Populism may be defined as a process of political mobilization that transcends party structures and seeks to build people’s support around a charismatic personality by creating a direct link between the leader and people using mass communication technologies like the media, including social media, mass rallies, propaganda etc.  The essential difference between a populist mobilization and other forms of political mobilization is that the link between the leader & supporters is direct, non-intermediated by political party or institutions, and light on ideology. The person of the populist leader is the rallying cause per se. The causes he or she espouses are transitory, ever changing according political need, and are usually formulated in such way as to cut across all established political parties and structures. For instance Modi’s appeal to Hindu nationalism is designed cut across the usual caste and class structures around which normal politics has been built so far.  Populism also seeks to create a people vs. other paradigm where the other may be economic, social or political elites, minorities, and liberals, whatever. The aim is to fragment existing political structures and attract support of the floating opinion towards the strong & charismatic personality of the leader.  The causes could be anything from ethno or religious nationalism, communal polarization, to vaguely structured peoples vs. established elites.  The cause itself is secondary but focuses on an existing political fault line.

 

 

Populism doesn’t arise in vacuum.  It is usually a reaction to something else that happens in the polity or the economy.  Looking at the way populist movements arose in history, from that in Germany in the 1930s, to those caused by failing economies in Latin America to our very experience with populism under Indira Gandhi, we may surmise that populism is occasioned by a breakdown in the ability of existing political parties to cope with change in the polity.  In the case of Indira Gandhi, the patronage distribution system on which the Congress party was built broke down after Nehru’s death.  Without control of the brokers who worked the system, Indira Gandhi had no choice but to resort to populism appealing directly to people with a catchy “Garibi Hatao” slogan over the head of the Congress party.  This ruptured the party apparatus, split it into two, but she was never able to rebuild the patronage system in full in all geographies.  With that began the decline of the Congress party structures. Elsewhere in the world, populism has arisen out of an economic crisis as in Latin America or collapse of political system as in the post communist soviet system.  Presently, we are seeing populist movements in Europe and US triggered by threat of immigration.  Whatever be the proximate cause, populism is invariably accompanied by an inability of existing political structures to cope with a discontinuity in the political, social or economic environment.

 

Closer to our times, we witnessed such a discontinuity in the system occasioned by bankruptcy that necessitated economic reforms. As consequence of those reforms, the patronage system of the Congress party was shattered in 90/91 because they transferred effective power over resources from Centre to States. Effective control of the patronage system had already faced considerable dilution as sub-national actors within or outside the Congress captured power in the States.  They developed their own patronage networks and cultivated their own satrapies often using populism as the means to build support for themselves using sub-nationalism & regional pride.  We saw such satrapies in Andhra, Bihar, Tamil Nadu, and West Bengal. Indeed we saw one in Gujarat under Modi himself.  This shattering of the patronage system within the Congress party structures at the Centre created a vital power vacuum that was never filled under Sonia Gandhi or Manmohan Singh.  Irony is that Congress lost power because it dismantled its own funding model without creating an alternative.  It is not corruption but lack of it under UPA I & II that led to its downfall. Which not to say there were no corrupt ministers in UPA.  Merely, that the funds they raised didn’t get to the central kitty.  Which perhaps explains the alacrity with which BJP filled the vacuum with anonymous electoral bonds.  Corruption is now fully sanitized & legal.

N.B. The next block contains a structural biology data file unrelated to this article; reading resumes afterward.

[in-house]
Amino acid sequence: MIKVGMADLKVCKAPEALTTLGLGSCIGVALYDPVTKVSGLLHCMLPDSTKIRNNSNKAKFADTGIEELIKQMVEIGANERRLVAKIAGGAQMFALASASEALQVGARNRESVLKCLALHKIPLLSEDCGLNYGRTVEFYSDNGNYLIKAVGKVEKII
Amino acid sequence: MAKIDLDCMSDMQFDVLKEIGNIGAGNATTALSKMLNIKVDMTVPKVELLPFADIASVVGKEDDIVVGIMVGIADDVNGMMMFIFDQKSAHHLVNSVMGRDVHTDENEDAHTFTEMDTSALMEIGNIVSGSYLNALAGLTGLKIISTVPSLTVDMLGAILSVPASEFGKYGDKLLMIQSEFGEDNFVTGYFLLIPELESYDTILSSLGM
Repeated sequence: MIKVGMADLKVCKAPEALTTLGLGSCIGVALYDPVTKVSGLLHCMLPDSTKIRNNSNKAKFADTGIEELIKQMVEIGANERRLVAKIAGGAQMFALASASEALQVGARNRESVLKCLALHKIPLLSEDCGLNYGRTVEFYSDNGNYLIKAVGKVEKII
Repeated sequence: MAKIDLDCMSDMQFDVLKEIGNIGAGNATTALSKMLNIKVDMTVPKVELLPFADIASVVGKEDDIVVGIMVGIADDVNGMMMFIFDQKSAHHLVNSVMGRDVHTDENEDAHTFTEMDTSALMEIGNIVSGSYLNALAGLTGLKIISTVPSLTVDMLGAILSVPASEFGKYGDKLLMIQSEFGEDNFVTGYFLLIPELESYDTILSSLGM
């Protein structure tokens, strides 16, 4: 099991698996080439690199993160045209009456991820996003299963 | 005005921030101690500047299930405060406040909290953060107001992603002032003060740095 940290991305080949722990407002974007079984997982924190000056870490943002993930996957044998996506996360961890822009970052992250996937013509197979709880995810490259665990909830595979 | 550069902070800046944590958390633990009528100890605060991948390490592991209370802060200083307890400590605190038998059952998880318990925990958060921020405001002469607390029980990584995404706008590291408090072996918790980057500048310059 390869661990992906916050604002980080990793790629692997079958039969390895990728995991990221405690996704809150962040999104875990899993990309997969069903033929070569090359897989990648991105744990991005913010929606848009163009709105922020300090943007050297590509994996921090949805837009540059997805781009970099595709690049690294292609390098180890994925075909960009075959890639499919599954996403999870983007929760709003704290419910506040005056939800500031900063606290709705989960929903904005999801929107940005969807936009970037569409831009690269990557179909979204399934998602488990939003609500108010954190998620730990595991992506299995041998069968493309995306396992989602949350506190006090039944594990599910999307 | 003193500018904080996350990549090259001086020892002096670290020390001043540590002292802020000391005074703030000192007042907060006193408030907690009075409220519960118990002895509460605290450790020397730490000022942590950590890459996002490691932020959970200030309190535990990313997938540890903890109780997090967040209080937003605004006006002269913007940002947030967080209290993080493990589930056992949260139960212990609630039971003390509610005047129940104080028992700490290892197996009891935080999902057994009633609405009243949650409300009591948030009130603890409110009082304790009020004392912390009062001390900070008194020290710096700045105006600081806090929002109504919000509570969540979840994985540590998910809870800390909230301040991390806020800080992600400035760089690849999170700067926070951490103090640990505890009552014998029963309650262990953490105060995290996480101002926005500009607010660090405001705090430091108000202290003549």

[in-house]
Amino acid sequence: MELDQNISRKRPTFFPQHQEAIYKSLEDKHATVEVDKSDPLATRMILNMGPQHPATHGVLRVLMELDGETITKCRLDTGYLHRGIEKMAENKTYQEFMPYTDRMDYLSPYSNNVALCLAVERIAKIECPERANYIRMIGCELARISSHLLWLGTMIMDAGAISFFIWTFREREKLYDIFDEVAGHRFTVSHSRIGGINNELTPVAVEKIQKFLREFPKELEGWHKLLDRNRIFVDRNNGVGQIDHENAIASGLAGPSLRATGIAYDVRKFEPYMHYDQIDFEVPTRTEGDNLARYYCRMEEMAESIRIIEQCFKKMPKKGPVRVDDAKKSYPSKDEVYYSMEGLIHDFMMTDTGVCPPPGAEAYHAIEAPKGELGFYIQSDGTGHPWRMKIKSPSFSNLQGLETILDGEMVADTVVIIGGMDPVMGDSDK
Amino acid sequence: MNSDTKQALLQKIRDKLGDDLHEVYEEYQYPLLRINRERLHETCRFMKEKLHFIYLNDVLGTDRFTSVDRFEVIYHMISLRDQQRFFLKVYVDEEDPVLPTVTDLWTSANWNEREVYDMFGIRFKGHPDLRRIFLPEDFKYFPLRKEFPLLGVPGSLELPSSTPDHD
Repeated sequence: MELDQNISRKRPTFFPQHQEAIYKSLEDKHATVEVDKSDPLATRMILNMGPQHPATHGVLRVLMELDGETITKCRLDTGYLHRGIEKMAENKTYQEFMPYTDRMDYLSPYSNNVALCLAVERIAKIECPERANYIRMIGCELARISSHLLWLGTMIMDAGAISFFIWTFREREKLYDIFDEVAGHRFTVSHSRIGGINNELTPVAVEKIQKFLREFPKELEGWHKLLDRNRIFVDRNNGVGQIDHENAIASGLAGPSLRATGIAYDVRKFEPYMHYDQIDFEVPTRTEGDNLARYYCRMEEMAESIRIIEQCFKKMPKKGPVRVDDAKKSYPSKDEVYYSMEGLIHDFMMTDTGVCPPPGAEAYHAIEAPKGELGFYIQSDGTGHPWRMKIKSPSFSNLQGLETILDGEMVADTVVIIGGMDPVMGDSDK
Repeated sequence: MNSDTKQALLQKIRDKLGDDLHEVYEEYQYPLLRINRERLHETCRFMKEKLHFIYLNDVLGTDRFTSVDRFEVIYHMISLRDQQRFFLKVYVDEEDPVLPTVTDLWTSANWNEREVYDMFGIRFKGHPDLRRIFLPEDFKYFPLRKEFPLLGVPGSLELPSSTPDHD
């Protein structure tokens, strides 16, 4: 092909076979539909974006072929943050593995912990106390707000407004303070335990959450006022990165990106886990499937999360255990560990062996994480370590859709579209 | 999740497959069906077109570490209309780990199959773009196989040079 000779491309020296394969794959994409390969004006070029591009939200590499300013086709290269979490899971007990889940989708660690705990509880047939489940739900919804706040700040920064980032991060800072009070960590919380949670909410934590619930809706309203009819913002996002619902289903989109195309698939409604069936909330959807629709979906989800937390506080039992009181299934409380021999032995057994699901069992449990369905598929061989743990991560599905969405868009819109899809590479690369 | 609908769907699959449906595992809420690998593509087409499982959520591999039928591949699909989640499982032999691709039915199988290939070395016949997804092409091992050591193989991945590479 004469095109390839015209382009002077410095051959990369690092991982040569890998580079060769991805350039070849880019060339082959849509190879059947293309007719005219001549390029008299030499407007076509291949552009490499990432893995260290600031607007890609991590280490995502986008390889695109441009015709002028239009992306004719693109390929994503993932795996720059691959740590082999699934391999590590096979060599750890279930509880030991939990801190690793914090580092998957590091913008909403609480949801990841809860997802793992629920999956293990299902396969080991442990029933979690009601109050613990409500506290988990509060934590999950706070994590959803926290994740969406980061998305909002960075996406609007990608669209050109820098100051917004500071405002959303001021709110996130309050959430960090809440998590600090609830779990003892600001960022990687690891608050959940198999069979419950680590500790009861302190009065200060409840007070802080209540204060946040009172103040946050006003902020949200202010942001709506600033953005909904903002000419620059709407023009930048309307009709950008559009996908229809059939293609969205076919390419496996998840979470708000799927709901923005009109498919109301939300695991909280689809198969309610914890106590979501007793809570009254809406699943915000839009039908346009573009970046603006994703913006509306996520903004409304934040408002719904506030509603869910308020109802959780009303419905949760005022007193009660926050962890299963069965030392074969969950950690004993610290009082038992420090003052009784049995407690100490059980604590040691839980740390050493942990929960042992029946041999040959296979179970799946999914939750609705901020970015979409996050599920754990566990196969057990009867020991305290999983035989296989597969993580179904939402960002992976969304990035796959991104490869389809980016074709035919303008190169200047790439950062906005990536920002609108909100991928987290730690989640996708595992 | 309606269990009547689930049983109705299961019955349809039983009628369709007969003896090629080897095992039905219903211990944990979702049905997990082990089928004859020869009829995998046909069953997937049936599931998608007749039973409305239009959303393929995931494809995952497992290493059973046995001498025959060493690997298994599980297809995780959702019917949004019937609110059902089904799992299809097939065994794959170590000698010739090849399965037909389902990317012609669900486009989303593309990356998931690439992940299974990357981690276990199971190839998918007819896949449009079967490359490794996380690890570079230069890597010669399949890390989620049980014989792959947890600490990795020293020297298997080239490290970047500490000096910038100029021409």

Modi’s populism is therefore a reaction to the breakdown of the patronage system and an effort to resurrect it under a different name.  However, Modi’s populism is not just the garden-variety pure populism.  Political mobilization is usually characterized as progmatic, patronage based or populist.  A core of progmatic political mobilization represented by the RSS and its vast organizational & ideological resources backs Modi. This progmatic agenda of the RSS relies heavily on communal polarization as well as upper caste opposition to affirmative action. It is anti-Muslim and anti-lower castes. This core however cannot produce the required numbers for electoral domination of the polity. Historically, BJP’s vote share has struggled to get past the 25% mark.  Modi’s utility lies in energizing this core with Hindutva and adding to the core with a lot of floating supporters and unattached voters attracted by his personality as strong leader who has a vision of a strong and prosperous India. That this additional layer of support is ideology-thin is by design, not accident.  The lack of a clear-cut ideology/program gives him flexibility to go for whatever sells at the moment.  It also has the effect of amplifying the Hindutva message which otherwise would be restricted to just the core.